Pain is individually and culturally subjective. Pain is each individual own physical and emotional experience. Pain is managed in different ways throughout the world. Cultural beliefs about the origin, role, and meaning of pain can affect how a patient perceives pain. Many beliefs regarding pain stem from religion and spirituality; for example, some religious groups believe pain is a part of God’s plan, a penance for sins, or a test of faith. In contrast, other cultures ascribe positive meanings to pain. These patients may view pain as a sign of progress toward recovery. The Chinese culture believes pain results from an imbalance between yin and yang, which has its roots in Taoism, Buddhism, and Confucianism (Martin & Barkley, 2016). There are also cultures who have negative attitudes toward expressing pain outwardly; for example, Black American, Hispanic American, Asian American, and American Indian patients may be reluctant to complain of pain due to strong cultural beliefs in stoicism. As a result, these patients may prefer to keep a neutral face and avoid grimacing, crying, or moaning, even if their pain is severe. Stoic pain behavior can lead to inaccurate pain assessments (Martin & Barkely, 2016).
More than 30% of Americans have some form of acute or chronic pain. Given the prevalence of chronic pain and its often disabling effects, it is not surprising that opioid analgesics are now the most commonly prescribed class of medications in the United States (Volkow & McLellen, 2016). While opioid analgesics relieve acute pain, the long-term effect and pain relief benefit for chronic pain is questionable. More than a third of the 44,000 drug-overdose deaths that were reported in 2013 were attributable to pharmaceutical opioids; heroin accounted for an additional 19%. At the same time, there has been a parallel increase in the rate of opioid addiction, affecting approximately 2.5 million adults in 2014. The major source of diverted opioids is physician prescriptions (Volkow & McLellan, 2016).
Pain in terminally ill patients, specifically pediatric patients, is the most prevalent symptom in children with cancer at the end of life, reported in 76% of children (Anghelescu, Snaman, Trujillo, Sykes, Yuan, & Baker, 2015). Pain assessment and scores in this population are an important factor in treatment and control pain. The majority of children suffering from terminal cancer use a Patient Controlled Analgesia (PCA) pump. The use of a Morphine PCA has was found to relieve the majority of pain in these patients. The use of Benzodiazepines in conjunction with the Morphine to relieve anxiety was also found to be beneficial. During the last two weeks of life, the use of the PCA and the doses of Morphine were higher than when first started on the analgesia. It is important that providers understand the high opioid requirement at the end of life in children and young adults with cancer to aid in pain releif and reduce pain and end of life anxiety (Anghelescu et al., 2015).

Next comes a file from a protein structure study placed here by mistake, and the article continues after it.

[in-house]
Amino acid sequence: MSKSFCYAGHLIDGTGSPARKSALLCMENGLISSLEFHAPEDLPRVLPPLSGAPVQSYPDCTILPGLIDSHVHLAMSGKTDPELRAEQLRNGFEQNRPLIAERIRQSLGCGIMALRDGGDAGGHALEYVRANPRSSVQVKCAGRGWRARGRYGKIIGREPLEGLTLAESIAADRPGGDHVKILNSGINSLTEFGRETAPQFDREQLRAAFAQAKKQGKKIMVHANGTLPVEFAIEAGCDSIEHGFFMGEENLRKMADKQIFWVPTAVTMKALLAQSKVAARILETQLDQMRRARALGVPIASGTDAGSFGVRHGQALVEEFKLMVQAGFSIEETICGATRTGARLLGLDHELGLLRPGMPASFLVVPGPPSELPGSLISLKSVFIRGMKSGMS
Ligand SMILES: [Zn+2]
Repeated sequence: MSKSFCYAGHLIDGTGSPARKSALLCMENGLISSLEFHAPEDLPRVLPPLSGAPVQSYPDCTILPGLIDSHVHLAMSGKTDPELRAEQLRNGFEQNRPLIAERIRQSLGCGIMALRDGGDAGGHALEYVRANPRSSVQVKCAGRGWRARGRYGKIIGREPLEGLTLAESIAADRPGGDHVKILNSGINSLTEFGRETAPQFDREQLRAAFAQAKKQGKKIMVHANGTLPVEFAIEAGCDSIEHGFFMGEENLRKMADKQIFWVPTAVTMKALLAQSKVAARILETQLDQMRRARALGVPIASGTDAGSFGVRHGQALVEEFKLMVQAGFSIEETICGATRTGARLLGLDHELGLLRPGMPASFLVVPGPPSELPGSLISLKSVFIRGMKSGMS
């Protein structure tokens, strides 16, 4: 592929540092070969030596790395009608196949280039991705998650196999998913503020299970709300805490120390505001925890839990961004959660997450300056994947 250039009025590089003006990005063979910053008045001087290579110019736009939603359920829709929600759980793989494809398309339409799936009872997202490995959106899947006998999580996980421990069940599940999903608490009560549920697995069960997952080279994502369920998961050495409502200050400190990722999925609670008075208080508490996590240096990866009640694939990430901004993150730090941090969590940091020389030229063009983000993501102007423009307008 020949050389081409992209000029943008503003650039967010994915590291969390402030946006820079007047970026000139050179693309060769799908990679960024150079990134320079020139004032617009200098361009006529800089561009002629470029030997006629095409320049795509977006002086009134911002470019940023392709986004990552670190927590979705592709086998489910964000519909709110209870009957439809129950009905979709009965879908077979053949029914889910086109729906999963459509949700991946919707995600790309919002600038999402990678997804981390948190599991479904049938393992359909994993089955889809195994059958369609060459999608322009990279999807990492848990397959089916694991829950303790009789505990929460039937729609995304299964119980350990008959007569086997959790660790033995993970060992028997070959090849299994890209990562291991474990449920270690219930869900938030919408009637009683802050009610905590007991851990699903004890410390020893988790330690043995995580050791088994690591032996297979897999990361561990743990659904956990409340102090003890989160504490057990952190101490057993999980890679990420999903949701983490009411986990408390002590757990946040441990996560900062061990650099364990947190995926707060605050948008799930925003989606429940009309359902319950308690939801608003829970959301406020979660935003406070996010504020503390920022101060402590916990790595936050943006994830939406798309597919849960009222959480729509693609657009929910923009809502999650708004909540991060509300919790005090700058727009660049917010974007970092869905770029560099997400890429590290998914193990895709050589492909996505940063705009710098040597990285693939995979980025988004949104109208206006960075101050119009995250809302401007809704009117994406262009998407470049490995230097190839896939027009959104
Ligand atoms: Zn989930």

Anghelescu, D. L., Snaman, J. M., Trujillo, L., Sykes, A. D., Yuan, Y., & Baker, J. N. (2015). Patient-controlled analgesia at the end of life at a pediatric oncology institution. Pediatric Blood & Cancer, 62(7), 1237-1244. doi:10.1002/pbc.25493
Martin, E. M. (2016). Improving cultural competence in end-of-life pain management. Nursing, 46(1), 32-41. doi:10.1097/01.NURSE.0000475480.75266.9a
Volkow, N. D., & McLellan, A. T. (2016). Opioid abuse in chronic pain — Misconceptions and mitigation strategies. Retrieved from https://www.nejm.org/doi/full/10.1056/nejmra1507771